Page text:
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Thursday, April 20, 2006
Updated: April 21, 11:25 AM ET
Devils best team in East heading into playoffs

By Barry Melrose
Special to ESPN.com

It's been a long wait, too long. But finally, the playoffs are here. Sit back and enjoy.

THE GOOD

I've always said that how you play entering the postseason is a huge factor for success. Well, the New Jersey Devils are on one heck of a roll.

Martin Brodeur
With Martin Brodeur in net for the Devils, anything is possible.

The Devils' season was in doubt a few months ago after coach Larry Robinson resigned. But with general manager Lou Lamoriello behind the bench, New Jersey rebounded to make the playoffs. Brian Gionta set a team record for goals in a season, Martin Brodeur had another 40-win season and the Devils are riding an 11-game winning streak heading into their first-round series against the Rangers.

I think they are the best team out of the East right now. The team is healthier than it has been all season and this is the Devils' time of year.

Another good thing this season has been the performance of the rookie class. What an amazing season for the rookies. Alexander Ovechkin and Sidney Crosby each reached 100 points. Dion Phaneuf has become a force to be reckoned with in Calgary, scoring 20 goals as a defenseman.

I know there has been much debate over the Calder Trophy, but I have to go with Ovechkin. I think Crosby had a better supporting cast around him. The fact that Ovechkin scored 52 goals with that Capitals lineup is unbelievable. Ovechkin is not just a one-dimensional player and he is such a competitor. It will be exciting to see how all of these players continue to progress in the NHL.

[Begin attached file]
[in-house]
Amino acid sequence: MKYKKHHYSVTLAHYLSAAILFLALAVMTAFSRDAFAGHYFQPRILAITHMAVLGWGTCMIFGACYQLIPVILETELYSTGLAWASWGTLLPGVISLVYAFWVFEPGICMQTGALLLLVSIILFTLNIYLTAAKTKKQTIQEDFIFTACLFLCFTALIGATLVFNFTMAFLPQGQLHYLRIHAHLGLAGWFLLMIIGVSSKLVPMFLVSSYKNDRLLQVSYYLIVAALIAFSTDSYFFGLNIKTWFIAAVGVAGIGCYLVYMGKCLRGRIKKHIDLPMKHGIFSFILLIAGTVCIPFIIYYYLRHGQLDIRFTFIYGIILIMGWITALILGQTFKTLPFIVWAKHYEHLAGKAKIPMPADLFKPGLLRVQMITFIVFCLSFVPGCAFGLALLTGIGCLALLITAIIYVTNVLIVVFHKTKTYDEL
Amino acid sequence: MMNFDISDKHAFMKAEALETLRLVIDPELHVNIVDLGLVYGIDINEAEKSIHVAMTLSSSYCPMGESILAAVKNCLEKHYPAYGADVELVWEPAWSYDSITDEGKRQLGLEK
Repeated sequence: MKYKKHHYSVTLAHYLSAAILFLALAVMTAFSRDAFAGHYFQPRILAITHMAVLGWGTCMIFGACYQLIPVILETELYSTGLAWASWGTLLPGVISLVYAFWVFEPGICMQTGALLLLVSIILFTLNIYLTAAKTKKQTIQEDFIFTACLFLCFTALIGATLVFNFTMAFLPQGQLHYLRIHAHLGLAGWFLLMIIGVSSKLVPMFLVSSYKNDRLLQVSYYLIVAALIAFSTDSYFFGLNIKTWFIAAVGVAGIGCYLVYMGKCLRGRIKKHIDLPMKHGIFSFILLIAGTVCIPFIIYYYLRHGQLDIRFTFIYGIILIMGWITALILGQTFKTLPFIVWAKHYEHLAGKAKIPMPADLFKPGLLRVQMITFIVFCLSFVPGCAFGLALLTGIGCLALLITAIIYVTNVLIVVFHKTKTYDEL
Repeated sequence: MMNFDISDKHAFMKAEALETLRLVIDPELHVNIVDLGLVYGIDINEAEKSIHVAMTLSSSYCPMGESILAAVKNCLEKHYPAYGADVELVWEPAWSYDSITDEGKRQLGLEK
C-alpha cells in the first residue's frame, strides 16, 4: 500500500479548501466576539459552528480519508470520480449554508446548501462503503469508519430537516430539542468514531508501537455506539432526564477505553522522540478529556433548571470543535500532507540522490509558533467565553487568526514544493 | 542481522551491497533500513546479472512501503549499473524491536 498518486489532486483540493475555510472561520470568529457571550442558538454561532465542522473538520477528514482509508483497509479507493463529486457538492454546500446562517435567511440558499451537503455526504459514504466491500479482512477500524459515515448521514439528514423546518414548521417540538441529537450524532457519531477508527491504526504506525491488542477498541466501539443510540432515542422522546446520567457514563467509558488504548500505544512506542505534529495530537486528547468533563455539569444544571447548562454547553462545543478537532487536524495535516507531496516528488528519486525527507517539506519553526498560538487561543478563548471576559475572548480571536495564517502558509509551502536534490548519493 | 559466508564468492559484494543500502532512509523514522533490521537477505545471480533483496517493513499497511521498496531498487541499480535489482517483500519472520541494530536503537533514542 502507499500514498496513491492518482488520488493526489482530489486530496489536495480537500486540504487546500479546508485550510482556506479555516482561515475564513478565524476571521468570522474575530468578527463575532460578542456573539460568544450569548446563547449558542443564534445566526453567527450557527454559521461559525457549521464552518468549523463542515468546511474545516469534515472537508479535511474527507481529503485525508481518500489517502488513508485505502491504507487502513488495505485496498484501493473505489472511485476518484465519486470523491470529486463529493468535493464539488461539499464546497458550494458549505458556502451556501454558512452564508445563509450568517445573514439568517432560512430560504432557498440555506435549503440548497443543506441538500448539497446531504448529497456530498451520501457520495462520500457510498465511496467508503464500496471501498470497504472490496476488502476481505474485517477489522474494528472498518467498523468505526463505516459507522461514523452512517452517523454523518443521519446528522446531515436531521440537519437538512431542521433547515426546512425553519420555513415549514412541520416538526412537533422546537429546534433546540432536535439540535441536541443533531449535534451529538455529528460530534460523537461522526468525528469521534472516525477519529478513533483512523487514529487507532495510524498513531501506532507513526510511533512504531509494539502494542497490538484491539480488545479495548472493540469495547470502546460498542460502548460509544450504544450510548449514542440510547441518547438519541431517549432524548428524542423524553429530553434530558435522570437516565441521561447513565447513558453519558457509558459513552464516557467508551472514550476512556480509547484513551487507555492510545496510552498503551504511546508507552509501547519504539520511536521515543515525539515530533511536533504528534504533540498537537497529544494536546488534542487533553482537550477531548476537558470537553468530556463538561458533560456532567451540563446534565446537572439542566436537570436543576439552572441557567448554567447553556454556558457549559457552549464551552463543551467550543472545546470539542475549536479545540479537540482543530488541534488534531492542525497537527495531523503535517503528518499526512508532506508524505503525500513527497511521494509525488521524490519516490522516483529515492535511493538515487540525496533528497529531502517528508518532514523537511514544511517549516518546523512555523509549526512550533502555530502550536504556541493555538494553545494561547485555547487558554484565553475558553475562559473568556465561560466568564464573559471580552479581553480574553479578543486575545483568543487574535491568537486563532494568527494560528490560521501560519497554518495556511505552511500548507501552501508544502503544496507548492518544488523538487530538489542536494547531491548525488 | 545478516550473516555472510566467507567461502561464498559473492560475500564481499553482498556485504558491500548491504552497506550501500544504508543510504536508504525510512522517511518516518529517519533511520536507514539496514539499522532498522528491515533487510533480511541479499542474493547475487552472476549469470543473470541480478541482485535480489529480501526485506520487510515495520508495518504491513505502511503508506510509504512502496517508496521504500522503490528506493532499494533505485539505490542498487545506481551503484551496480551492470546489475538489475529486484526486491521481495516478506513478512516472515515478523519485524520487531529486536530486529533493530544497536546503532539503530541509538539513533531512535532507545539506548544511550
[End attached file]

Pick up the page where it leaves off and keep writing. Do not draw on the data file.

THE BAD

While the Devils are on a roll, the Rangers are struggling heading into the playoffs after losing five straight games.

This seemed to be their season, rebounding from all the bad predictions and making all the right moves, even trades. Jaromir Jagr is having a great season, Henrik Lundqvist came out of nowhere to become the Rangers' top goalie and Petr Prucha has had a strong rookie campaign.

Now, they have issues at the wrong time and only a few days to fix it. The team just has to think positive. It sounds simple, but coach Tom Renney just has to tell his team that those five losses are gone now, a new season is starting and if they win 16 games they'll have the Cup.

The Rangers know their recipe for wins -- Jagr and the top two lines have to score and the power play has to click in front of Lundqvist.

The recipe went completely sour for the Thrashers, however, who failed to made the postseason.

I don't know why this happened. After an unlucky string of goaltender injuries to start the season, Atlanta fought its way back into the hunt with one of the faster, offensively gifted teams in the league. But ultimately, I think their lack of defense hurt the Thrashers. They gave up too many goals.

Now, they have to try and regroup during the offseason and get their goaltending situation solidified. Kari Lehtonen is a talent, but he needs help. And if they are going to sign players, they need to sign solid defensive players so the Thrashers can get better in their own end.

THE UGLY

I think the two ugliest ends to the regular season were in Los Angeles and Vancouver. It was really sad to see both teams play so poorly down the stretch.

In Los Angeles, with Sean Avery's dismissal and the firings of Andy Murray and Dave Taylor, the team is going to have to start over. A new president, GM and coach. The team also has to get rid of some of the older players it had this season and get some cohesiveness in the dressing room.

For Vancouver, the big decision will be, do you keep coach Marc Crawford? Keep Todd Bertuzzi? It's a big decision. But one of them will go.

The Canucks also have some big signings, Ed Jovanovski and Anson Carter and the Sedin twins. And the team also has to get some players who will give them more punch beyond their two usual lines.

Either way, it's going to be a busy offseason for these two teams.

Barry Melrose, a former NHL defenseman and coach, is a hockey analyst for ESPN.